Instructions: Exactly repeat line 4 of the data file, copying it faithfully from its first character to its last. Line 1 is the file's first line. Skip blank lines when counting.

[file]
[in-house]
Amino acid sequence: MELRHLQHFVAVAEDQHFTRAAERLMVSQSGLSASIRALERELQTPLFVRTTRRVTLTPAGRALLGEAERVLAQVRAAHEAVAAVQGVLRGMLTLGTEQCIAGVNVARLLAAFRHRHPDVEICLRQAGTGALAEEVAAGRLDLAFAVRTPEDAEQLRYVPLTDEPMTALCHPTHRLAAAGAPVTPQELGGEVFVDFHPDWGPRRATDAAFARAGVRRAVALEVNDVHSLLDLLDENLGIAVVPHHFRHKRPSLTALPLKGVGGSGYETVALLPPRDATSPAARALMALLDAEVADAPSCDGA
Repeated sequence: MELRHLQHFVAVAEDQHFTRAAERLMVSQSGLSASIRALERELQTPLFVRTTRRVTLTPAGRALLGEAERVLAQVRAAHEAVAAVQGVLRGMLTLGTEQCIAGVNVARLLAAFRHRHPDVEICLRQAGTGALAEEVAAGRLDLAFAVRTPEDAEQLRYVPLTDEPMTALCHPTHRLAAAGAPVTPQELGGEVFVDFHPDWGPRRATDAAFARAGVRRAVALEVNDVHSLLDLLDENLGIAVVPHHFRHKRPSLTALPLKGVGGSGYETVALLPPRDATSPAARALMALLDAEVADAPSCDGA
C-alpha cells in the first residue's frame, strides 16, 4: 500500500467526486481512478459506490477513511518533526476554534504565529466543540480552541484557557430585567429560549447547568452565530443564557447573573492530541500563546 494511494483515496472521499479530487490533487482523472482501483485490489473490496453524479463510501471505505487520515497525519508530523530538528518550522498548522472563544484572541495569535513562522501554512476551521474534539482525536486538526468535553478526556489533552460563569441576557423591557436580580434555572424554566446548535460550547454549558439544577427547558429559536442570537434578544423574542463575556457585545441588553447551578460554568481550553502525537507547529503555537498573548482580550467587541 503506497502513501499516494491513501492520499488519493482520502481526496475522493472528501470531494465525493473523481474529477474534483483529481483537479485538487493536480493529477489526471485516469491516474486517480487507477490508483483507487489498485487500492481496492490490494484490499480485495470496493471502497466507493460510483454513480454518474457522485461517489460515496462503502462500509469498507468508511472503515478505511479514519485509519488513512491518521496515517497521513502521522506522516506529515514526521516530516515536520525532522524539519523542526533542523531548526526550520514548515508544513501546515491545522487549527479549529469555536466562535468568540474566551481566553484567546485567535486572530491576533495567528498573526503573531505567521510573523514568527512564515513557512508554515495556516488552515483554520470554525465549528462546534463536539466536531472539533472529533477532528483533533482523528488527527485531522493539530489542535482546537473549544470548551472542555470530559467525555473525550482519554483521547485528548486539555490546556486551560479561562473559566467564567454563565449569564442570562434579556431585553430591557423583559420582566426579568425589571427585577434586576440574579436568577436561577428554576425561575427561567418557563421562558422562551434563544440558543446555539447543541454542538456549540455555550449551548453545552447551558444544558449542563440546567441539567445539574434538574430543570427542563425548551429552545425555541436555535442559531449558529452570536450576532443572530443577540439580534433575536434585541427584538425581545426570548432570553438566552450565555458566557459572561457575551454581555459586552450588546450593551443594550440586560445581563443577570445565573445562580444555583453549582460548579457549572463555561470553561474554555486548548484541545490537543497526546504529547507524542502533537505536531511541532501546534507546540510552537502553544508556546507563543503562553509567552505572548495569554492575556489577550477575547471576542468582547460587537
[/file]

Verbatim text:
C-alpha cells in the first residue's frame, strides 16, 4: 500500500467526486481512478459506490477513511518533526476554534504565529466543540480552541484557557430585567429560549447547568452565530443564557447573573492530541500563546 494511494483515496472521499479530487490533487482523472482501483485490489473490496453524479463510501471505505487520515497525519508530523530538528518550522498548522472563544484572541495569535513562522501554512476551521474534539482525536486538526468535553478526556489533552460563569441576557423591557436580580434555572424554566446548535460550547454549558439544577427547558429559536442570537434578544423574542463575556457585545441588553447551578460554568481550553502525537507547529503555537498573548482580550467587541 503506497502513501499516494491513501492520499488519493482520502481526496475522493472528501470531494465525493473523481474529477474534483483529481483537479485538487493536480493529477489526471485516469491516474486517480487507477490508483483507487489498485487500492481496492490490494484490499480485495470496493471502497466507493460510483454513480454518474457522485461517489460515496462503502462500509469498507468508511472503515478505511479514519485509519488513512491518521496515517497521513502521522506522516506529515514526521516530516515536520525532522524539519523542526533542523531548526526550520514548515508544513501546515491545522487549527479549529469555536466562535468568540474566551481566553484567546485567535486572530491576533495567528498573526503573531505567521510573523514568527512564515513557512508554515495556516488552515483554520470554525465549528462546534463536539466536531472539533472529533477532528483533533482523528488527527485531522493539530489542535482546537473549544470548551472542555470530559467525555473525550482519554483521547485528548486539555490546556486551560479561562473559566467564567454563565449569564442570562434579556431585553430591557423583559420582566426579568425589571427585577434586576440574579436568577436561577428554576425561575427561567418557563421562558422562551434563544440558543446555539447543541454542538456549540455555550449551548453545552447551558444544558449542563440546567441539567445539574434538574430543570427542563425548551429552545425555541436555535442559531449558529452570536450576532443572530443577540439580534433575536434585541427584538425581545426570548432570553438566552450565555458566557459572561457575551454581555459586552450588546450593551443594550440586560445581563443577570445565573445562580444555583453549582460548579457549572463555561470553561474554555486548548484541545490537543497526546504529547507524542502533537505536531511541532501546534507546540510552537502553544508556546507563543503562553509567552505572548495569554492575556489577550477575547471576542468582547460587537